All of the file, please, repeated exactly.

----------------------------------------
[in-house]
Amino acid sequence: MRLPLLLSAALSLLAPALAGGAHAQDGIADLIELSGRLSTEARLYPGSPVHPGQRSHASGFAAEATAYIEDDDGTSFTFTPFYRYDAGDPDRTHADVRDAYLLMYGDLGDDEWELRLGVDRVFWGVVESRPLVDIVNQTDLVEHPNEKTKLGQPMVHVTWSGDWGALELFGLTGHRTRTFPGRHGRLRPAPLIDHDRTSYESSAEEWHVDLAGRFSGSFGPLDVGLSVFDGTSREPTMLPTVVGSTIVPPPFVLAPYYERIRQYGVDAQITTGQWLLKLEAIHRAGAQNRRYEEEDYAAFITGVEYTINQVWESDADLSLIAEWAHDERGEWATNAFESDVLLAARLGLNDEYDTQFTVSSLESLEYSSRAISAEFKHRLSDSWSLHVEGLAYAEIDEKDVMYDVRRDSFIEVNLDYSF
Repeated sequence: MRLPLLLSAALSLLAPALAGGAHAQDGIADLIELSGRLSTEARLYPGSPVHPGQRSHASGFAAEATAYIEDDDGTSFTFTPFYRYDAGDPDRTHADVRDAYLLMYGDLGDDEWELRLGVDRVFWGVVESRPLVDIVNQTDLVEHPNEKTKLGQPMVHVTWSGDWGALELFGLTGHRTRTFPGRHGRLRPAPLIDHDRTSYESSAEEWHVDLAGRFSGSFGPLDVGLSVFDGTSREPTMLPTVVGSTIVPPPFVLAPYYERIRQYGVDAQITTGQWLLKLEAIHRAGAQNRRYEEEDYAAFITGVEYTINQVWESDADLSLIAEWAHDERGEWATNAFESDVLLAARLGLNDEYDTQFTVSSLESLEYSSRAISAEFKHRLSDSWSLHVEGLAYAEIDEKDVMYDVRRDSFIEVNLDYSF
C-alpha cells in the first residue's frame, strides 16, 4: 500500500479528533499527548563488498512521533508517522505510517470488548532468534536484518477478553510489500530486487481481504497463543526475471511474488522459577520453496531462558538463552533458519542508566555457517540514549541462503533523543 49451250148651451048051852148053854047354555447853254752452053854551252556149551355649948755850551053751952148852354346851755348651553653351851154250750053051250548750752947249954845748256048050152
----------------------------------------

[in-house]
Amino acid sequence: MRLPLLLSAALSLLAPALAGGAHAQDGIADLIELSGRLSTEARLYPGSPVHPGQRSHASGFAAEATAYIEDDDGTSFTFTPFYRYDAGDPDRTHADVRDAYLLMYGDLGDDEWELRLGVDRVFWGVVESRPLVDIVNQTDLVEHPNEKTKLGQPMVHVTWSGDWGALELFGLTGHRTRTFPGRHGRLRPAPLIDHDRTSYESSAEEWHVDLAGRFSGSFGPLDVGLSVFDGTSREPTMLPTVVGSTIVPPPFVLAPYYERIRQYGVDAQITTGQWLLKLEAIHRAGAQNRRYEEEDYAAFITGVEYTINQVWESDADLSLIAEWAHDERGEWATNAFESDVLLAARLGLNDEYDTQFTVSSLESLEYSSRAISAEFKHRLSDSWSLHVEGLAYAEIDEKDVMYDVRRDSFIEVNLDYSF
Repeated sequence: MRLPLLLSAALSLLAPALAGGAHAQDGIADLIELSGRLSTEARLYPGSPVHPGQRSHASGFAAEATAYIEDDDGTSFTFTPFYRYDAGDPDRTHADVRDAYLLMYGDLGDDEWELRLGVDRVFWGVVESRPLVDIVNQTDLVEHPNEKTKLGQPMVHVTWSGDWGALELFGLTGHRTRTFPGRHGRLRPAPLIDHDRTSYESSAEEWHVDLAGRFSGSFGPLDVGLSVFDGTSREPTMLPTVVGSTIVPPPFVLAPYYERIRQYGVDAQITTGQWLLKLEAIHRAGAQNRRYEEEDYAAFITGVEYTINQVWESDADLSLIAEWAHDERGEWATNAFESDVLLAARLGLNDEYDTQFTVSSLESLEYSSRAISAEFKHRLSDSWSLHVEGLAYAEIDEKDVMYDVRRDSFIEVNLDYSF
C-alpha cells in the first residue's frame, strides 16, 4: 500500500479528533499527548563488498512521533508517522505510517470488548532468534536484518477478553510489500530486487481481504497463543526475471511474488522459577520453496531462558538463552533458519542508566555457517540514549541462503533523543 49451250148651451048051852148053854047354555447853254752452053854551252556149551355649948755850551053751952148852354346851755348651553653351851154250750053051250548750752947249954845748256048050152